At 9:34 of the third period, Jovanovski delivered a forearm to the head area of Minnesota’s Andrew Ebbett. No penalty was assessed on the play.
from Jason Botchford of the Vancouver Province,
What a difference two games make. Two straight losses and the Canucks couldn’t look lower.
The coach is steamed, the players bitter — some so frustrated Tuesday they refused to talk after the game (hello, Mikael Samuelsson).
Maybe it will do them some good. Back-to-back wins to start this road trip didn’t.
from Ian Busby of the Calgary Sun,
The Thrashers have done everything possible to make it attractive for Kovalchuk to stay.
This off-season, they dipped into the free-agent market to bring in fellow Russians Nik Antropov and Maxim Afinogenov.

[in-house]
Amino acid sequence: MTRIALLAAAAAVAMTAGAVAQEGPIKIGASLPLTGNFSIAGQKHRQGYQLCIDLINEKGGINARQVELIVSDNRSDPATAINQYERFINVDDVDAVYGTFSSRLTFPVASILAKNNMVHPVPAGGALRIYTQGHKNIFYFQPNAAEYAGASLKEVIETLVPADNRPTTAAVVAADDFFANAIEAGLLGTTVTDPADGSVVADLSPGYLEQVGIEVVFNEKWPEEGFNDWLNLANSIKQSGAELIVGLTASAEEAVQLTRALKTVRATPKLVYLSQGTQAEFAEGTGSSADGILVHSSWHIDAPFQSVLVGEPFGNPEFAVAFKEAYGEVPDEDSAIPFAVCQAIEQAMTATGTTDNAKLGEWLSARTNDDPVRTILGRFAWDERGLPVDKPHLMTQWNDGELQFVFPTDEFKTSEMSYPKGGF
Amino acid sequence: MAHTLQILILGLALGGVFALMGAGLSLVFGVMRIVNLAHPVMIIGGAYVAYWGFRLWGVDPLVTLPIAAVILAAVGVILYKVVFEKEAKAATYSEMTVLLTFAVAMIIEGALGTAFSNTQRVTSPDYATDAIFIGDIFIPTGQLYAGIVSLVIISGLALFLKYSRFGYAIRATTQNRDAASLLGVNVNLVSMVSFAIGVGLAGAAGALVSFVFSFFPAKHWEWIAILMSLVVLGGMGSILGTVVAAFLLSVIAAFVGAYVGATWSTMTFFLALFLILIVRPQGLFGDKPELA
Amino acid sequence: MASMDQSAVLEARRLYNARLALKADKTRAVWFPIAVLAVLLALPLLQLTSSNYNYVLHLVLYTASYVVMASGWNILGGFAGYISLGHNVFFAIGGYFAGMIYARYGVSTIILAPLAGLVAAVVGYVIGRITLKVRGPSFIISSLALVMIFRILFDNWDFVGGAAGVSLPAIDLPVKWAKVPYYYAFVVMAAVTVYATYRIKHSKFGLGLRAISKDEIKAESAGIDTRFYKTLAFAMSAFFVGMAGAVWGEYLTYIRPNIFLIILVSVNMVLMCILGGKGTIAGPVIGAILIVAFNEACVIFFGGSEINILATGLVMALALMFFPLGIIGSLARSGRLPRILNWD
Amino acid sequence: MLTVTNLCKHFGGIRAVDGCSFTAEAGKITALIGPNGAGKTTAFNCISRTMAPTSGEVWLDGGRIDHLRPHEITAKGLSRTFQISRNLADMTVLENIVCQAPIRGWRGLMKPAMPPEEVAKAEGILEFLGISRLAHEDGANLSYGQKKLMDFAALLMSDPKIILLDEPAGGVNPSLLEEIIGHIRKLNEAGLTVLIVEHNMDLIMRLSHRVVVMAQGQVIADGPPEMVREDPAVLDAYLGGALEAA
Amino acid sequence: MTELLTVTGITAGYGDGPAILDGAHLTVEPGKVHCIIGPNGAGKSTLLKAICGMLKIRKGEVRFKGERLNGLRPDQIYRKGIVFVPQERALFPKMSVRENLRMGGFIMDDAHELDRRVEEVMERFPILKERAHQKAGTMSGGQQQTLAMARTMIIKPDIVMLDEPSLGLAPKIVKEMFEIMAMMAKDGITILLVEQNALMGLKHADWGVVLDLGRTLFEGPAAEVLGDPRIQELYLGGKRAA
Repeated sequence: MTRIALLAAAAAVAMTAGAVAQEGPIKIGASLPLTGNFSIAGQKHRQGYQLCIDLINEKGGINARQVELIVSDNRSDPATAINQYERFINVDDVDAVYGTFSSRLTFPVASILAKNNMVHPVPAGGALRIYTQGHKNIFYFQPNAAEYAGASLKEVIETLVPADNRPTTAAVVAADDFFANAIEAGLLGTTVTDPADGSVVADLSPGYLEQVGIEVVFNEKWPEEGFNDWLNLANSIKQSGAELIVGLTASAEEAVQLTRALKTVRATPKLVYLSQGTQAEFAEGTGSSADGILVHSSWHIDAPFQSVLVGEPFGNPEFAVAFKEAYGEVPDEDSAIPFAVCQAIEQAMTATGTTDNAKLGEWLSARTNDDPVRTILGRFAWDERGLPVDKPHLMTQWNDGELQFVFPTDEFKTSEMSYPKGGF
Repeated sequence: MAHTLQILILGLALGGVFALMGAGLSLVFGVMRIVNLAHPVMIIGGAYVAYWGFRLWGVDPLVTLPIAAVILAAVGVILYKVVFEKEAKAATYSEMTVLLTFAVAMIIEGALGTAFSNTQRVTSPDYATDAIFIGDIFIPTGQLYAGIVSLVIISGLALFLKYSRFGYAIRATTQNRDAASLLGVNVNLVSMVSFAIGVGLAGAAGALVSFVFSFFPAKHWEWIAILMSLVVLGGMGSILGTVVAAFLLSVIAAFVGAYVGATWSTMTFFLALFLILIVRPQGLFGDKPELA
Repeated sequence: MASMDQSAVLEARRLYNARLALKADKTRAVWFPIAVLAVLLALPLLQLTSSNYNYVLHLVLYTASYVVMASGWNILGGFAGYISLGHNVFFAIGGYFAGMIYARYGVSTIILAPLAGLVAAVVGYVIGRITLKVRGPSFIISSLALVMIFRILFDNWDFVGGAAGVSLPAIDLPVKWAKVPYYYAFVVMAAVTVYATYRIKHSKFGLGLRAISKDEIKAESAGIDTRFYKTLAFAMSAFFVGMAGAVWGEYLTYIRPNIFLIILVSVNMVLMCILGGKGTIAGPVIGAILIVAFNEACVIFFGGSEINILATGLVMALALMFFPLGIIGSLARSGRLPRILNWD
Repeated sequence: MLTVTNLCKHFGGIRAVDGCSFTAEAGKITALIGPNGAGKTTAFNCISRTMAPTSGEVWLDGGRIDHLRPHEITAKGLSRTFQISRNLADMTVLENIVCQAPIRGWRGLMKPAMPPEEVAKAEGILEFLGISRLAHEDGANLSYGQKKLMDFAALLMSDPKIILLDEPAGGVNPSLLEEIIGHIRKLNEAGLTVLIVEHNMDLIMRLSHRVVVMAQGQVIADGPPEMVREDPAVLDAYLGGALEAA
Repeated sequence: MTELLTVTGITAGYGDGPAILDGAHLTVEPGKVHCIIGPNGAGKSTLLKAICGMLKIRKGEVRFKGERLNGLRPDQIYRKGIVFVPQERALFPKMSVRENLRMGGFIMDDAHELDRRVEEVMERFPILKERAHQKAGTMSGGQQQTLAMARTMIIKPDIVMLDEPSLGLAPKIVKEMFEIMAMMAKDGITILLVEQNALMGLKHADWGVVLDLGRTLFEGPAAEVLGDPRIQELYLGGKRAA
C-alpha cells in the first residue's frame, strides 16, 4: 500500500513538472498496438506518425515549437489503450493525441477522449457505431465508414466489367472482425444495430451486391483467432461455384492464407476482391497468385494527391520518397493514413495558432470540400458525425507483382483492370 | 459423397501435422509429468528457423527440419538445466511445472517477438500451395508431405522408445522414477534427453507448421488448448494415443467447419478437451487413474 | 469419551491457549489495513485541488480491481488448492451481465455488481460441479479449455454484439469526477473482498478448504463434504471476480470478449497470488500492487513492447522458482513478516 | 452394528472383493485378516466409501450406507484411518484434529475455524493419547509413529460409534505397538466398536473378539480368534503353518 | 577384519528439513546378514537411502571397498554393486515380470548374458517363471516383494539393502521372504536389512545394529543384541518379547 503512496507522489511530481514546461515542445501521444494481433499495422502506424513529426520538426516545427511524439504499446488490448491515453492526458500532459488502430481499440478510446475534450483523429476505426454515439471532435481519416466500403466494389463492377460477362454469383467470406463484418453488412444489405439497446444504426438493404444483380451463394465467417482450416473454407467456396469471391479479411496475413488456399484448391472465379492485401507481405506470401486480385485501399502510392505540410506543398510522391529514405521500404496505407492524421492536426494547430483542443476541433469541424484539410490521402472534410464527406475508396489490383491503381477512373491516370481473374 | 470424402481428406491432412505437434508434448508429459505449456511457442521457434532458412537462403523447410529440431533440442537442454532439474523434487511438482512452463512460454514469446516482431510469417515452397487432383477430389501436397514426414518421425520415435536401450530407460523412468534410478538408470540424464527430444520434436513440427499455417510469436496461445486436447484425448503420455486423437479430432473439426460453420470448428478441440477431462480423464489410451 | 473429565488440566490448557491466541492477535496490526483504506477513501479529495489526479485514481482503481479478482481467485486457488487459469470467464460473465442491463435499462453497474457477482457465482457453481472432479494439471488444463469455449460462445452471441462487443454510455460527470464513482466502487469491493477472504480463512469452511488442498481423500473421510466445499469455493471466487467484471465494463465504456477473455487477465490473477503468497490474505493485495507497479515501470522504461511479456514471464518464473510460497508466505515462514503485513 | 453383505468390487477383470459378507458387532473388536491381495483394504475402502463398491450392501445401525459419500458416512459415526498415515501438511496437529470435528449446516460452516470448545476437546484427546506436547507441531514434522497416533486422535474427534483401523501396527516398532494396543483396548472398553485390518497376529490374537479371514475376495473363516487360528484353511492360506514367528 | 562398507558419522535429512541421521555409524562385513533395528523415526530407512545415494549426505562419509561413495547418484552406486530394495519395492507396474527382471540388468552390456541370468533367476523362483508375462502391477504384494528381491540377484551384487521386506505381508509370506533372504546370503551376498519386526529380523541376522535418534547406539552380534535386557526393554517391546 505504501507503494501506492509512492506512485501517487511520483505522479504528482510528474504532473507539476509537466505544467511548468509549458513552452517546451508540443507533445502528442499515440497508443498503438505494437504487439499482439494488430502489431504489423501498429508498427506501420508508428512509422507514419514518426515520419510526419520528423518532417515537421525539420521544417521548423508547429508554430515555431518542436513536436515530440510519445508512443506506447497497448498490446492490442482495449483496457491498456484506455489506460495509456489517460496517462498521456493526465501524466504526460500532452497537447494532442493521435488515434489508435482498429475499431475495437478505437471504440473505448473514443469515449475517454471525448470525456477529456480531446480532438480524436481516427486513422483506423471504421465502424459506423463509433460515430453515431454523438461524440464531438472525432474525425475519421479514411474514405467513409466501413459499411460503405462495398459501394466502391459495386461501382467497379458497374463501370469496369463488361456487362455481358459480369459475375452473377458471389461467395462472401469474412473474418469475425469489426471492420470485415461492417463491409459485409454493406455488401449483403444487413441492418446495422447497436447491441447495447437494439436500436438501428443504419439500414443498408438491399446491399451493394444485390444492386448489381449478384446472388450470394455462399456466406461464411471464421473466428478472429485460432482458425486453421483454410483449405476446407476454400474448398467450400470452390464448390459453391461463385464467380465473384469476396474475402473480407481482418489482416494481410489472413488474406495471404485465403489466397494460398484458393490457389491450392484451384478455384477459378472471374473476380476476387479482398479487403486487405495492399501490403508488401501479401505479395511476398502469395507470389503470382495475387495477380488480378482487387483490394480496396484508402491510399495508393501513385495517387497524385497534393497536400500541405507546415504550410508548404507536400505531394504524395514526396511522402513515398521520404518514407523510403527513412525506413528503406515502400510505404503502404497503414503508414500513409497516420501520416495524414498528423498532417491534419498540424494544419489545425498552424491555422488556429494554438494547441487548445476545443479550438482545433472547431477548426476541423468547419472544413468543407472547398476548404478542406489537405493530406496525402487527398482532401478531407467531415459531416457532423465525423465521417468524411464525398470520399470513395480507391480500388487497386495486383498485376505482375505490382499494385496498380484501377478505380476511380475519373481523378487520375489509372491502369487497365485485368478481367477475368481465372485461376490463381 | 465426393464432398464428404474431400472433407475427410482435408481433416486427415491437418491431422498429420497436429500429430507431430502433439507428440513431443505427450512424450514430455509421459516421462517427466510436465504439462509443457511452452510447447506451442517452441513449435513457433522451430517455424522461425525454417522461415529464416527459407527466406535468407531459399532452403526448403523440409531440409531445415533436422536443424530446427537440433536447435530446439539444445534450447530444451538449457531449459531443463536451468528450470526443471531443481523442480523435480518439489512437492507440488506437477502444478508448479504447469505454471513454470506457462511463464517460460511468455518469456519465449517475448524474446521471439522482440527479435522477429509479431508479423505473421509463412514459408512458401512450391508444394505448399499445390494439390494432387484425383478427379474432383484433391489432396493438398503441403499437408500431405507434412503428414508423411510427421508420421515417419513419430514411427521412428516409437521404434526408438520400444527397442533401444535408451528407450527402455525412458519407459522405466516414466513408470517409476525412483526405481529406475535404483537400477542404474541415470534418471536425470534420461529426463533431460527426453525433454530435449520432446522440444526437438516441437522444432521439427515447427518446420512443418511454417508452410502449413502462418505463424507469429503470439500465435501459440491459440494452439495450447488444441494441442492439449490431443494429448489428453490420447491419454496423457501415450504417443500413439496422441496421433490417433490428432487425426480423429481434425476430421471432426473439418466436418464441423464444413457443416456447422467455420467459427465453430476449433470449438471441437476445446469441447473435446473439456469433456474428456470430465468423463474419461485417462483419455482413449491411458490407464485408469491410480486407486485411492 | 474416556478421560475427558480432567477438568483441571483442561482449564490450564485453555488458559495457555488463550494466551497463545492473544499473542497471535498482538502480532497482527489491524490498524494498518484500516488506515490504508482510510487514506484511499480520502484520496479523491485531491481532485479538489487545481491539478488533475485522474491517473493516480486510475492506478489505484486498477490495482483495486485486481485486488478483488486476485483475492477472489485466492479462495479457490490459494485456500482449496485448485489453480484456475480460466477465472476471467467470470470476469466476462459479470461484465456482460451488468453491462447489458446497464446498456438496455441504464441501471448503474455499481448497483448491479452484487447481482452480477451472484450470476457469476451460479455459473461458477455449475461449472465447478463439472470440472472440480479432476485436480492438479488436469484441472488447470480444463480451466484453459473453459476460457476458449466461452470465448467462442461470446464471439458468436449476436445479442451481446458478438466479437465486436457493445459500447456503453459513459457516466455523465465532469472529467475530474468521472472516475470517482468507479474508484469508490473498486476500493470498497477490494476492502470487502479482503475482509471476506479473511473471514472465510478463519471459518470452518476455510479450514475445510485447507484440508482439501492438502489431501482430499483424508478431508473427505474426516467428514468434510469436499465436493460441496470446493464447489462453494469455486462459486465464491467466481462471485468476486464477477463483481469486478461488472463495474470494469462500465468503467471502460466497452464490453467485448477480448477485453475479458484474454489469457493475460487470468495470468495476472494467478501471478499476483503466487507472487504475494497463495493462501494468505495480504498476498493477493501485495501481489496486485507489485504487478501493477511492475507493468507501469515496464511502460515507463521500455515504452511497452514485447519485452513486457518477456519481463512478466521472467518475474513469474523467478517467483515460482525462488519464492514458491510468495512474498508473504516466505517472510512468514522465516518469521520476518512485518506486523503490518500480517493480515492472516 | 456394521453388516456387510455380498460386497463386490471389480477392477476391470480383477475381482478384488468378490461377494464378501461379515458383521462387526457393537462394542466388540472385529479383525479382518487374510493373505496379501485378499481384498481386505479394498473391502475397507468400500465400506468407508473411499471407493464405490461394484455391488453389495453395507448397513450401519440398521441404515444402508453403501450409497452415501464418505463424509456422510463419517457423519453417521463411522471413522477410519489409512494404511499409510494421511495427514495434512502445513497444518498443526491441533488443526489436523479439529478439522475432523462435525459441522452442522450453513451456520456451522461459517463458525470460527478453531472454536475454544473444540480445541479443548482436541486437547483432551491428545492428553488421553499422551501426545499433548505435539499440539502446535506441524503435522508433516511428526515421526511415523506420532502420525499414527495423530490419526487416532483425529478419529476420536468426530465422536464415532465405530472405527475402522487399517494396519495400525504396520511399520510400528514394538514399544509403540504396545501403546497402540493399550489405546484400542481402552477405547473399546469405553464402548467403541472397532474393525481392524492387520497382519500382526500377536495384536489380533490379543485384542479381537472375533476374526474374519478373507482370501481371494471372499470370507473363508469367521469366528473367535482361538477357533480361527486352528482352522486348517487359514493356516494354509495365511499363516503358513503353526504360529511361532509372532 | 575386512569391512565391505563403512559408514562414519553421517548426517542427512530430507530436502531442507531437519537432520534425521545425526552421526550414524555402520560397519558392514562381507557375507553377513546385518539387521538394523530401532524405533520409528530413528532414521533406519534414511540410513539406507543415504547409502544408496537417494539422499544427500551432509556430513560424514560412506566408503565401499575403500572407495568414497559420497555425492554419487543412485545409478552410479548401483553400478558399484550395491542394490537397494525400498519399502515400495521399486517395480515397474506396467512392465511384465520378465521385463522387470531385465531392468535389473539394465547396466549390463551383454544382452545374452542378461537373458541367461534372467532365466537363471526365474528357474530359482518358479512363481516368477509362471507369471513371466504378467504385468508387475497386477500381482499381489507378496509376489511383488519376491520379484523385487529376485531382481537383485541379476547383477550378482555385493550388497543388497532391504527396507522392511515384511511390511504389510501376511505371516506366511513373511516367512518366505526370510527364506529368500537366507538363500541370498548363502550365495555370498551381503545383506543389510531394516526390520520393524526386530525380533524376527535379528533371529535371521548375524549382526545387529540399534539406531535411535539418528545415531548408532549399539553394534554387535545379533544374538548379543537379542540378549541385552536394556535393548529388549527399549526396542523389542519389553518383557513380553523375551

Although Kovalchuk doesn’t want to talk about hitting the open market, he admits staying in Atlanta is a solid option because his family has settled there.
The only thing that was missing was making the Thrashers a contender, and they are this season with a 15-9-3 record heading into tonight’s meeting with the Calgary Flames.
“The team has taken tremendous steps this off-season by signing free agents,” Kovalchuk said yesterday after practice at the Corral. “I think we’re a very competitive team right now.
“We’re playing better. We became a better team, bigger and stronger. We have much more experience and our special teams are much better than last year and that’s a huge difference.”
from Terry Frei of the Denver Post,
This isn’t cause for Mayor John Hickenlooper to start planning a parade, but it at least helped get Avalanche coach Joe Sacco in a good enough mood to call off practice Tuesday.
Colorado regained first place in the Northwest Division on Monday night with a 4-0 victory at St. Louis, and it stayed there when the Calgary Flames lost 2-1 at Los Angeles in a game that ended as the Avalanche was en route back to Denver.